3. Observe Objectively: Before forming opinions, observe the person and their behavior without judgment. This helps you engage with genuine curiosity.
  4. Ask, Don’t Assume: Instead of assuming you know what the other person needs, ask open-ended questions. This shows that you value their perspective and are open to understanding their needs. Don’t assume you know what they are going to say or what they mean, even once they say it.
  5. Reflect and Respond: Before offering solutions, reflect on what the person has said. Mirror their thoughts back to them to ensure understanding and provide a thoughtful, considered response.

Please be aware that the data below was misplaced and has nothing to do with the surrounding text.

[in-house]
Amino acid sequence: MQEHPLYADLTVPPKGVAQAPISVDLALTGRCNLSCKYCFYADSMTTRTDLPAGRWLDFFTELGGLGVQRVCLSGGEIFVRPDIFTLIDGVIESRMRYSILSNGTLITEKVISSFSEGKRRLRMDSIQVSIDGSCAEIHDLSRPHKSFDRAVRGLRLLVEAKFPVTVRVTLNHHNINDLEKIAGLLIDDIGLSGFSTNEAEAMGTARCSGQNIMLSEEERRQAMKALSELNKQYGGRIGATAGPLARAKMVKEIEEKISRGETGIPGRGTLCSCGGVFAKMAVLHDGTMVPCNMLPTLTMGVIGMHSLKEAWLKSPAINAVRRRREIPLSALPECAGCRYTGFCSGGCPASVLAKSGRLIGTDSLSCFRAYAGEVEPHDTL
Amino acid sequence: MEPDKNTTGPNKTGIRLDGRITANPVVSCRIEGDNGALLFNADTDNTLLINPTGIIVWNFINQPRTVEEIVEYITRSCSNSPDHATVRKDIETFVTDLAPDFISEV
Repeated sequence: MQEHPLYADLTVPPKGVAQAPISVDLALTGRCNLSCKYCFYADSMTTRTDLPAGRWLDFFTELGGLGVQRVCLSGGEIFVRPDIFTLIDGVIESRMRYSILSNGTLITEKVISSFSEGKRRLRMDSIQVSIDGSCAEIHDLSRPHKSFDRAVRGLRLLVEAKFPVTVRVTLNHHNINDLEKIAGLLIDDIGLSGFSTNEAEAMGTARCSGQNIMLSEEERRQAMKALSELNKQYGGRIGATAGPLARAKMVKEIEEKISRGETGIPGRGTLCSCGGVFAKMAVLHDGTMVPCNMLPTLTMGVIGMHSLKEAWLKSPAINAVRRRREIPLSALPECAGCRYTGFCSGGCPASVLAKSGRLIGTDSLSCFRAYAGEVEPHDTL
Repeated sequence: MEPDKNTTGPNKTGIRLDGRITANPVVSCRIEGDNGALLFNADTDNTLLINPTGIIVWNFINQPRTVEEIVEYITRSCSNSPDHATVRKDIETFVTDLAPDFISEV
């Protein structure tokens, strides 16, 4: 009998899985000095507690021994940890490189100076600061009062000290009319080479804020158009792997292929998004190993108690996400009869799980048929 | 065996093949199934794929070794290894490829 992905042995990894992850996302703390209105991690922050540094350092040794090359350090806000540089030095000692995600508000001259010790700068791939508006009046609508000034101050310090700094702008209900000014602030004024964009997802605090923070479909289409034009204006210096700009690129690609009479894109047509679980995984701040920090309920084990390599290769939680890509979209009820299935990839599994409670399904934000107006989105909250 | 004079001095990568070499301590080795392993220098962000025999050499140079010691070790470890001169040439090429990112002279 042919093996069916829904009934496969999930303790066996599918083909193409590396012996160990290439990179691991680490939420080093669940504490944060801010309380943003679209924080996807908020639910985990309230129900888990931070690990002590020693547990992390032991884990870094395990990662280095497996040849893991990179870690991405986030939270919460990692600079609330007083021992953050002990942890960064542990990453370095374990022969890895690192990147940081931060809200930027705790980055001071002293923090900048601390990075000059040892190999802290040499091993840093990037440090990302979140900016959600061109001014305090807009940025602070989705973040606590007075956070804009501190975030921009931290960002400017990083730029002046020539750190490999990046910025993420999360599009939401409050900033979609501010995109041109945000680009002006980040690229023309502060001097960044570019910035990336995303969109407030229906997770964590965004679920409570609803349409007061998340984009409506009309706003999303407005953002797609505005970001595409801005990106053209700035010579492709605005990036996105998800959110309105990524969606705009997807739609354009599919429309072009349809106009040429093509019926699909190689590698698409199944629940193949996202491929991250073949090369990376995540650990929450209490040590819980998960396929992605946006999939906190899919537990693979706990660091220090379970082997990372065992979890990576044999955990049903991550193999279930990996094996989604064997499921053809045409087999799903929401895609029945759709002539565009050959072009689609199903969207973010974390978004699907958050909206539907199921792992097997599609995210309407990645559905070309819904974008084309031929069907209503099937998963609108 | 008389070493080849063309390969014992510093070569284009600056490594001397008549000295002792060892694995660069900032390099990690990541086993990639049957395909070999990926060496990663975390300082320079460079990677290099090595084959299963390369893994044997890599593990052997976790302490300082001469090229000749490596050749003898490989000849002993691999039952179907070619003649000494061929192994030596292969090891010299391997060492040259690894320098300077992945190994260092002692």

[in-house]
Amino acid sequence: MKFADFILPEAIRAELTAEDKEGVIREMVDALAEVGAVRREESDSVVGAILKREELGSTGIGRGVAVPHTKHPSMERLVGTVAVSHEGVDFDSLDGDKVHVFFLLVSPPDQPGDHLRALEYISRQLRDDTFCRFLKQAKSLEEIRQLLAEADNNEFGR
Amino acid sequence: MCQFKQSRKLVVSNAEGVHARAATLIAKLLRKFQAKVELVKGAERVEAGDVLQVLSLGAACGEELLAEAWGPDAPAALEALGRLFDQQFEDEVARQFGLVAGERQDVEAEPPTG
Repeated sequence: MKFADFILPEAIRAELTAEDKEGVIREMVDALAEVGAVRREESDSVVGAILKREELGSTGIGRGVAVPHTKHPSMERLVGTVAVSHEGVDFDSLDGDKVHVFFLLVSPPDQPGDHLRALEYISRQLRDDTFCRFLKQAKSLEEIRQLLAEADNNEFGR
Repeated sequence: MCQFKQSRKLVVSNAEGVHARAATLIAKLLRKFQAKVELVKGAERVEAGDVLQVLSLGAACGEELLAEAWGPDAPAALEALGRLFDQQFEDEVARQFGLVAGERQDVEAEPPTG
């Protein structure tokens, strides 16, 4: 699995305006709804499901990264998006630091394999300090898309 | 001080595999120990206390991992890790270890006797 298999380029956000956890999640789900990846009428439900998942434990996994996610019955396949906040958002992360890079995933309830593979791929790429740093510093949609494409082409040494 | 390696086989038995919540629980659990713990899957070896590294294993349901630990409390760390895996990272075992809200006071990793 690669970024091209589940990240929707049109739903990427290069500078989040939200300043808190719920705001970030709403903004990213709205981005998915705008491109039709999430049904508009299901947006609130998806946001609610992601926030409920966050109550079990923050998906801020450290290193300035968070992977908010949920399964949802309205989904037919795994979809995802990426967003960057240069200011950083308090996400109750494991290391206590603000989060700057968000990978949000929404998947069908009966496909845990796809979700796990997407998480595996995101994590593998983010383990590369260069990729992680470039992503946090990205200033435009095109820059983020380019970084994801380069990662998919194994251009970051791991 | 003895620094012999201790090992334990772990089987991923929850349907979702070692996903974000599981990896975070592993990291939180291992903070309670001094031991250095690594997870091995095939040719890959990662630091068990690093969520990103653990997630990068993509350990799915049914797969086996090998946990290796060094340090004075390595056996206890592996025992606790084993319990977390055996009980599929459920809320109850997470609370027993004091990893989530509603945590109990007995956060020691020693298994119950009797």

6. Embrace Mutual Respect: Value the other person’s perspective and see them as a unique individual, not just a project.

What Are Your Next Steps?

Where are you in your listening journey? Are you viewing conversations as tasks to complete or opportunities to connect? How can you slow down and be fully present in your interactions? Take time to reflect on your listening style, pray for guidance, and commit to practicing deep listening. Your relationships—and your ministry—will be transformed.

In the end, deep listening is about more than just hearing words. It’s about seeing the person, valuing their story, and engaging with them in a way that reflects Christ’s love. So, let’s listen well, love deeply, and build the Kingdom together.

Cheryl Scanlan, MCC is the founder of Promised Land Living, a 12-week discipleship group coaching experience that will transform your relationship with God, yourself, and others. There are several groups uniquely created with missionaries, expats, and global workers in mind. Reach out on the PLL website to find out more.